Newbrough, John Ballou (1828–1891)
A New York dentist who was clairvoyant and clairaudient
from childhood and who, through automatic writing (on a
typewriter), produced ‘‘Oahspe’’ (1881), a channeled volume
published as a new bible. He was born on June 5, 1828, near
Springfield, Ohio, the son of a schoolteacher. He was educated
in the local schoolhouse, and from the age of 16 continued to
educate himself. He attended the Cincinnati Medical College
and practiced both medicine and dentistry.
He migrated to California in 1849 and was fortunate in becoming
a gold miner. Several years later, he married Rachel
Turnbull, the sister of his partner John Turnbull. They moved
to New York, where Newbrough resumed his dental and medical
practice. He associated himself with the emerging Spiritualist
movement, and became a trustee of the New York Spiritualist
Association. Eventually his Spiritualist interests led to
disagreements with his wife, and some years later they divorced.
His own psychic gifts were remarkable. He could paint in
total darkness with both hands at once. It was claimed that, by
closing his eyes, he could read printed pages of any book in any
library, that he could bring back recollections of astral travels
(or astral projections), and that under control he could lift
enormous weight, even a ton, without apparent effort. However,
bored with the commonplace messages that dominated
Spiritualist spirit contact, he was anxious to utilize the spirits’
time for more metaphysical information.
Thus he initiated the events that culminated in his production
of Oahspe A Kosmon Bible in the Words of Jehovah and his
Angel Ambassadors. He described these events in a letter dated
January 21, 1883, to the editor of the Banner of Light
‘‘I was crying for the light of Heaven. I did not desire communication
for friends or relatives or information about earthly
things; I wished to learn something about the spirit world; what
the angels did, how they travelled, and the general plan of the
universe. . . . I was directed to get a typewriter which writes by
keys, like a piano. This I did and I applied myself industriously
to learn it, but with only indifferent success. For two years more
the angels propounded to me questions relative to heaven and
earth, which no mortal could answer very intelligently. . . .
‘‘One morning the light struck both hands on the back, and
they went for the typewriter for some fifteen minutes very vigorously.
I was told not to read what was printed, and I have
worked myself into such a religious fear of losing this new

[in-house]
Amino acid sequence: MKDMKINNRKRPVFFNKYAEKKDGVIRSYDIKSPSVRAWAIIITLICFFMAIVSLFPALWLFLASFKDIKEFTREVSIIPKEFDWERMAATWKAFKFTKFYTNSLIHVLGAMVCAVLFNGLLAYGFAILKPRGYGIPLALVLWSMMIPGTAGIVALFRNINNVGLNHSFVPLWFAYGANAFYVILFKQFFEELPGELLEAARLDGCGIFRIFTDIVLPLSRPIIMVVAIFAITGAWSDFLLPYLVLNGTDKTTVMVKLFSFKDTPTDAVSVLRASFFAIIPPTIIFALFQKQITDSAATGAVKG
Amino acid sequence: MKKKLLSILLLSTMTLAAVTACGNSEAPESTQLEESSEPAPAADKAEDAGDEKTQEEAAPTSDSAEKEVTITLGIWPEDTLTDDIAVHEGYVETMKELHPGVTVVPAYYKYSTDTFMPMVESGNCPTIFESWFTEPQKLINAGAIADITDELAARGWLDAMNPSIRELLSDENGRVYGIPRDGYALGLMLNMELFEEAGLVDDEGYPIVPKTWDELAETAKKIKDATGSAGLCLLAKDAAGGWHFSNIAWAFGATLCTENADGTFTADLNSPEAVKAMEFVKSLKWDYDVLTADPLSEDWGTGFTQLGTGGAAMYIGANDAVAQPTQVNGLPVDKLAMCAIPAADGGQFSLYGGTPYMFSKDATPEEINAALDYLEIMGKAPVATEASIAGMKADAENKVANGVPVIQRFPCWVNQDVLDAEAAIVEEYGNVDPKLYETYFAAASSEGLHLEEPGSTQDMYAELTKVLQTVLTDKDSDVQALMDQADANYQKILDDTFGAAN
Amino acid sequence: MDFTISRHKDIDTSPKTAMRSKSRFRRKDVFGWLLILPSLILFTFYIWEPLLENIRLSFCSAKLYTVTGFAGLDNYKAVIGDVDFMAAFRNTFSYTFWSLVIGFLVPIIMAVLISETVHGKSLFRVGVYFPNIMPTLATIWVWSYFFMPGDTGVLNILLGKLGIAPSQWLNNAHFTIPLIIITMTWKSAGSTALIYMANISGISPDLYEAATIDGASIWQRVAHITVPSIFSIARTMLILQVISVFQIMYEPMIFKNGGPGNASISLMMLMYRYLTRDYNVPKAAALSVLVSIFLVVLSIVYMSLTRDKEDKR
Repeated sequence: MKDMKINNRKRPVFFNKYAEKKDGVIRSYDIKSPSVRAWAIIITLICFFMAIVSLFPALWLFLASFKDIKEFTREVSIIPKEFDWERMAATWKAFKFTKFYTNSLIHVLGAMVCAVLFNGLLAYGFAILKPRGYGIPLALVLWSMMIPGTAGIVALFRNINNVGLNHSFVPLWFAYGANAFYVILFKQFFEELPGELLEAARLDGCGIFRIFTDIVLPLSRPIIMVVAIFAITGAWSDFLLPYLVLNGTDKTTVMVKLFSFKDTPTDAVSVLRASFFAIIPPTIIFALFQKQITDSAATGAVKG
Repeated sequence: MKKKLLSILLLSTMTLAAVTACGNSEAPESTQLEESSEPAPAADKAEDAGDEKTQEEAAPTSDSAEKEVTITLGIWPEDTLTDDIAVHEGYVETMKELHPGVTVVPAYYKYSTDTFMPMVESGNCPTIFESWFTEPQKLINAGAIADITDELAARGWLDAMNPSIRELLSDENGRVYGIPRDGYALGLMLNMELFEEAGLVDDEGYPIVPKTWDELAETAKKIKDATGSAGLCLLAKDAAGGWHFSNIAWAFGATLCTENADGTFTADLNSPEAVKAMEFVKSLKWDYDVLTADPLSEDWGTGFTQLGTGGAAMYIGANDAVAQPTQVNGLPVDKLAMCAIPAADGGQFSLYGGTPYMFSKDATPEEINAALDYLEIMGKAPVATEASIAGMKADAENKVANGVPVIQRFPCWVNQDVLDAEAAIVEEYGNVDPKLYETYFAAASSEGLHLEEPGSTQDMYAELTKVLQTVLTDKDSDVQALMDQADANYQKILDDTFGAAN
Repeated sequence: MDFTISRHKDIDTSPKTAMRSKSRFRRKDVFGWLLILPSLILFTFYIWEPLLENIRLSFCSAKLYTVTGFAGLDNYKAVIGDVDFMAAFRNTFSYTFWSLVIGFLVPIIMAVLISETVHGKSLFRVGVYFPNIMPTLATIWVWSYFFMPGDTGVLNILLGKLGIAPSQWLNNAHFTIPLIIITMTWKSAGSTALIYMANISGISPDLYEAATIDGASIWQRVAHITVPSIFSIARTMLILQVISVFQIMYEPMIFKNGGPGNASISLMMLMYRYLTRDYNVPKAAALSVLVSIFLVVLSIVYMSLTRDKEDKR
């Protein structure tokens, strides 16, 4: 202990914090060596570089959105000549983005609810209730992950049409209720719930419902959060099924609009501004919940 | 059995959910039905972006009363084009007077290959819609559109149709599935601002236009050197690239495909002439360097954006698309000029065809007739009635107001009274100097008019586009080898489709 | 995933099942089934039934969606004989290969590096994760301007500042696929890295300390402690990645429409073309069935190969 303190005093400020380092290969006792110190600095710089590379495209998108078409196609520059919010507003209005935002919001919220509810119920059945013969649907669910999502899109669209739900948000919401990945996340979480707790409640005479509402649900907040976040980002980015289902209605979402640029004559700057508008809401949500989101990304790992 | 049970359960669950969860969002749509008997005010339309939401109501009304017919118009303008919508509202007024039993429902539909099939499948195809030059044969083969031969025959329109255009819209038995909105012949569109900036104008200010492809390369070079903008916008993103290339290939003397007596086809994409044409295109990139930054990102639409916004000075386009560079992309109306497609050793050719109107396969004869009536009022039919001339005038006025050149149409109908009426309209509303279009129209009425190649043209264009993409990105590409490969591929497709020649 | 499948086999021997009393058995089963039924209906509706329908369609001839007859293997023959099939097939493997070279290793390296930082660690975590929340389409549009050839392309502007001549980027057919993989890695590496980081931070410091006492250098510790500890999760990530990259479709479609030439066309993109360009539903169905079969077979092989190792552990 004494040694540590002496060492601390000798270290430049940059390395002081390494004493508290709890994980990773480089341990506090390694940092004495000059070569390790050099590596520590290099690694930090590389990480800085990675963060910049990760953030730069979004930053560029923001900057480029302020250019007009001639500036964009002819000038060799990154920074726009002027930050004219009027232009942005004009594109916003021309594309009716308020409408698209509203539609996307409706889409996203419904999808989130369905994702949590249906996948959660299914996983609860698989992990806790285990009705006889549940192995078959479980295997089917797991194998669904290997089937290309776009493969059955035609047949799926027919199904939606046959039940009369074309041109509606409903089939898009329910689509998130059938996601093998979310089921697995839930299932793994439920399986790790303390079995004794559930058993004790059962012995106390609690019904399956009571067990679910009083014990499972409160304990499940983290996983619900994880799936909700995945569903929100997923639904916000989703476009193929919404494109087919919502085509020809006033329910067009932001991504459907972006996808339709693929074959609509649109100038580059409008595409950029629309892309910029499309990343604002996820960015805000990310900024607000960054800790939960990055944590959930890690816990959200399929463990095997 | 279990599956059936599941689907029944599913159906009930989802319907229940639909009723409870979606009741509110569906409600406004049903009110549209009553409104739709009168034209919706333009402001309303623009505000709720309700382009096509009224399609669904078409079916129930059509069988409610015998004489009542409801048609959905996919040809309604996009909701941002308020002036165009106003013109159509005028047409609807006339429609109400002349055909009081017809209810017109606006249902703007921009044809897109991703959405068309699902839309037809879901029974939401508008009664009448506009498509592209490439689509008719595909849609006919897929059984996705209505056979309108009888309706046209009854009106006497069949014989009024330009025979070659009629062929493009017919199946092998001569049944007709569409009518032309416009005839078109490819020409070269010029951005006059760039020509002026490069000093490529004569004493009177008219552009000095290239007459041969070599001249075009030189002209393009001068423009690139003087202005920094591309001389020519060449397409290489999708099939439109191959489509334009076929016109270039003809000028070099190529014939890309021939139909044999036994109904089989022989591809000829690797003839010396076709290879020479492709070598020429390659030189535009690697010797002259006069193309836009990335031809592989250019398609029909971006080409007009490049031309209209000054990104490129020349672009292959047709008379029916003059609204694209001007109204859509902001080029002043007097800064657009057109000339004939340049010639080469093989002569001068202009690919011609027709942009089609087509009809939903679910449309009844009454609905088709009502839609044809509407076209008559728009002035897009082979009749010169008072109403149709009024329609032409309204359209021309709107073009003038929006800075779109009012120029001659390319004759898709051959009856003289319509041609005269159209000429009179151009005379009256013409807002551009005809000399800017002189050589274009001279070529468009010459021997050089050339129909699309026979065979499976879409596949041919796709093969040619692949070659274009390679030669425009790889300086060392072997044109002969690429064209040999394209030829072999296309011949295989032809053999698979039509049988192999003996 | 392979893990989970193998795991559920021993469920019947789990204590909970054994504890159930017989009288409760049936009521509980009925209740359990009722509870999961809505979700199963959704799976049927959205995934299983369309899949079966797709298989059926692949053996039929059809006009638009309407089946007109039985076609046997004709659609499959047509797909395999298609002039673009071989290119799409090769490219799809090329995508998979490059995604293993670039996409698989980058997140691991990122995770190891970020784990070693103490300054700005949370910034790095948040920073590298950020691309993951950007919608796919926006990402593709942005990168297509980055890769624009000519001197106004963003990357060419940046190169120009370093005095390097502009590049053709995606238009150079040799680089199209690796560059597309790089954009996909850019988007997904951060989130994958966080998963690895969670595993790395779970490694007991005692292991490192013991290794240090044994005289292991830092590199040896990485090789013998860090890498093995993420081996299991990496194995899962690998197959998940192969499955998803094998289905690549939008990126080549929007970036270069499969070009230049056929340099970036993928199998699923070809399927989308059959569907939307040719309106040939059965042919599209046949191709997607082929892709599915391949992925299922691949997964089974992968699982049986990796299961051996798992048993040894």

power that I obeyed reverently. The next morning, also before
sunrise the same power came and wrote (or printed rather)
again. Again I laid the matter away very religiously, saying little
about it to anybody. One morning I accidentally (seemed accidental
to me) looked out of the window and beheld the line of
light that rested on my hands extending heavenward like a telegraph
wire towards the sky. Over my head were three pairs of
hands, fully materialised; behind me stood another angel with
her hands on my shoulders. My looking did not disturb the
scene, my hands kept right on printing . . . printing. For 50
weeks this continued, every morning, half an hour or so before
sunrise, and then it ceased, and I was told to read and publish
the book ‘Oahspe.’ The peculiar drawings in Oahspe were
made with pencil in the same way.’’
He claimed that ‘‘Oahspe’’ came from the higher heavens,
and was ‘‘directed and looked over by God, the creator’s chief
representative in the heavens of this earth.’’
A group formed around Newbrough’s revelations, and in
1883 they gave themselves the name ‘‘Faithists of the Seed of
Abraham’’ (a term used in ‘‘Oahspe’’). They moved to Las Cruces,
New Mexico, and established Sholam, a community to implement
the ‘‘Oahspe’’ injunction to care for foundlings and
orphans.
Newbrough married again, choosing a companion from the
community. By 1891, a residential home had been completed,
housing some 50 children, but in the following year an outbreak
of influenza devastated the area, and Newbrough himself
was struck down, dying that year. For a time, his associate Andrew
M. Howland continued the community, but it soon disintegrated.
However, Newbrough’s very dispersed and decentralized
followers continued under such names as the ‘‘Essenes of
Kosmon’’ or ‘‘Universal Faithists’’ and are still active today.
‘‘Oahspe’’ is kept in print through the Universal Faithists of
Kosmon (Box 664, Salt Lake City, UT 84110), and a journal,
The Faithist Journal, is published at 2324 Suffock Ave., Kingman,
AZ 86401.
Sources
Denton, Jim. Dr. Newbrough and Oahspe. Kingman, Ariz.
Faithist Journal, 1975.
———. The Oahspe Story. Kingman, Ariz. Faithist Journal,
1975.
Miller, Timothy. American Communes, 1860–1960 A Bibliography.
New York Garland Publishing, 1990.
Stowes, K. D. The Land of Shalam Children’s Land. Evansville,
Ind. Frank Molinet Print Shop, n.d.

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